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Conscience in the datasphere

Humphreys, Stephen (2015) Conscience in the datasphere. Humanity: an International Journal of Human Rights, Humanitarianism, and Development, 6 (3). pp. 361-386. ISSN 2151-4364

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Identification Number: 10.1353/hum.2015.0029


Much of the anxiety concerning “privacy” in contemporary conditions of data immersion—which I here characterize as “life in the datasphere” —may be better understood by reference to the neglected notion of conscience. This article undertakes an historical inquiry into this rich concept to reframe the debate on privacy, law and technology. To simplify, “conscience” has historically articulated an impulse either to hide from an omniscient moral authority (“bad conscience”) or to act righteously according to informed reason (“good conscience”). Originating as a powerful premodern governing principle combining personal with public morality—notably in the medieval notion of synderesis—the personal and political content of conscience were each effectively critiqued by, respectively (in the examples I investigate here), Freud and Hobbes. The concept itself became ultimately marginal to public life. In this article I suggest that conscience in both guises returns forcefully under conditions of data ubiquity, pointing to broader shift in political settlements.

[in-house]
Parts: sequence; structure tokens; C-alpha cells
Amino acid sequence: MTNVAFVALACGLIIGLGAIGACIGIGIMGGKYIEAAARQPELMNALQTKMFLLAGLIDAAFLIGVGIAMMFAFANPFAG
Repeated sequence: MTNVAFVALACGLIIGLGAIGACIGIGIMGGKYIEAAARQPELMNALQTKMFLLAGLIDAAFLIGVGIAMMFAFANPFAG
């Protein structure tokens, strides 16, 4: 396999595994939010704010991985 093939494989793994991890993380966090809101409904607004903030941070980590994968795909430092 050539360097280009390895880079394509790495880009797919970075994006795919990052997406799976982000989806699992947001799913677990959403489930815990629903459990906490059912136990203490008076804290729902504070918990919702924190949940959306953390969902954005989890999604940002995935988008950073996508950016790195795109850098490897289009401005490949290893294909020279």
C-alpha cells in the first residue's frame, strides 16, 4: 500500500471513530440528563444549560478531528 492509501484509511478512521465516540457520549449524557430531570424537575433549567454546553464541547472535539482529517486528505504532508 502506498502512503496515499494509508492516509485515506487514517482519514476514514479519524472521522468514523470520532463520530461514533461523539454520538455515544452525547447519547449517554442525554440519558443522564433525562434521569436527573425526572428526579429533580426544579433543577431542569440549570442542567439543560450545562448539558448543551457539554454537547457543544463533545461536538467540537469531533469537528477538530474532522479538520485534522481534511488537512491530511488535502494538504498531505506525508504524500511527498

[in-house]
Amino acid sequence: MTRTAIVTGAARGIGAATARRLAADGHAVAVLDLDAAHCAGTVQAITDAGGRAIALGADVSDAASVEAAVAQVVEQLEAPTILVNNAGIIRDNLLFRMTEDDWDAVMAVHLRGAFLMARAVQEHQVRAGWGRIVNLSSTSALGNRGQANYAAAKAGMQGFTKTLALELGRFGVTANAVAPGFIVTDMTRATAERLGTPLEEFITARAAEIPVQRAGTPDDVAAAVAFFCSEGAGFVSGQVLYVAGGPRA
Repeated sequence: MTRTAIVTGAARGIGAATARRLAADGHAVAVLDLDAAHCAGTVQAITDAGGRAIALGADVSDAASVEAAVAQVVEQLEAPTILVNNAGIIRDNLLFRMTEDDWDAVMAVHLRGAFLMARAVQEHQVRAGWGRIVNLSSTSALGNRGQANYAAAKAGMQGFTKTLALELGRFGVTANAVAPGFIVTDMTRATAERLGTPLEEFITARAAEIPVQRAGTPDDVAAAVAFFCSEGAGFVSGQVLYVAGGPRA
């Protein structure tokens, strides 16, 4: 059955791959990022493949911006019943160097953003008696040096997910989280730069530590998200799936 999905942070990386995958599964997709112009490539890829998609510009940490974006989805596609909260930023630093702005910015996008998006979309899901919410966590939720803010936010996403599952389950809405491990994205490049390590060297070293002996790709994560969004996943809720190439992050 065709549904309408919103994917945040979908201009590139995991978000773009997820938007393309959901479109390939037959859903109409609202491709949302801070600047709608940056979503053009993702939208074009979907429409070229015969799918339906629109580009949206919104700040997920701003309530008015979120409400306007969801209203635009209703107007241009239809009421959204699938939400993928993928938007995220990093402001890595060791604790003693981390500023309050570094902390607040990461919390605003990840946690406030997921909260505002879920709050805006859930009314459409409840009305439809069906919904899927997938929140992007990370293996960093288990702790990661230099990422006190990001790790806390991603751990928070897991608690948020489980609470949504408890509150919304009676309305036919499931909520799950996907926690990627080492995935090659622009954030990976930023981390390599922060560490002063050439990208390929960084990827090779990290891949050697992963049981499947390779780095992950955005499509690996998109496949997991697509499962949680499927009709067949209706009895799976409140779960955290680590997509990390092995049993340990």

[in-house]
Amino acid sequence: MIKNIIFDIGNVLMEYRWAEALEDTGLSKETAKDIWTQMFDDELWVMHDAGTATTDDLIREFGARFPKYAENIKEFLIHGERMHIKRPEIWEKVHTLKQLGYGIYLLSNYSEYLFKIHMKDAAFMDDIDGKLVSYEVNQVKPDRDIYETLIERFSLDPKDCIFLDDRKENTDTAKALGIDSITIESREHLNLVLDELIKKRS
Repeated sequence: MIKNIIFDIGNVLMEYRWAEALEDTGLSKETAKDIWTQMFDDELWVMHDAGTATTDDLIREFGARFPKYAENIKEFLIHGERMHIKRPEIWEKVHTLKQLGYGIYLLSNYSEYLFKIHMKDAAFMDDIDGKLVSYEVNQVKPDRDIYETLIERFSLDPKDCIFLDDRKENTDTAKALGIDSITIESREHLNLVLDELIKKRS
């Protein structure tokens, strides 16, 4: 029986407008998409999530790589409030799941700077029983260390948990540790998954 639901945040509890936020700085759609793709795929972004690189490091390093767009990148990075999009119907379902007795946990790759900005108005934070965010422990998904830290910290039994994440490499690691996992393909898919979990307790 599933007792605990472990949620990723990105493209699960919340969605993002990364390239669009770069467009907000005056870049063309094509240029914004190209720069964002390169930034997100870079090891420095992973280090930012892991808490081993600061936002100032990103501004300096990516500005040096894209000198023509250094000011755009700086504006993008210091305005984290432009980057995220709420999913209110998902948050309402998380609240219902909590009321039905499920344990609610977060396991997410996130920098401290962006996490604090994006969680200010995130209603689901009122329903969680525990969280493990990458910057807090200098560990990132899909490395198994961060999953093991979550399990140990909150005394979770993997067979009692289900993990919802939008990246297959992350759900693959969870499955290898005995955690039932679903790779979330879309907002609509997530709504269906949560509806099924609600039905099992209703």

Item Type: Article
Official URL:
Additional Information: © 2015 University of Pennsylvania Press
Divisions: Law
Subjects: H Social Sciences > H Social Sciences (General)
Sets: Departments > Law
Date Deposited: 24 Sep 2015 15:10
Last Modified: 15 Jan 2020 00:14

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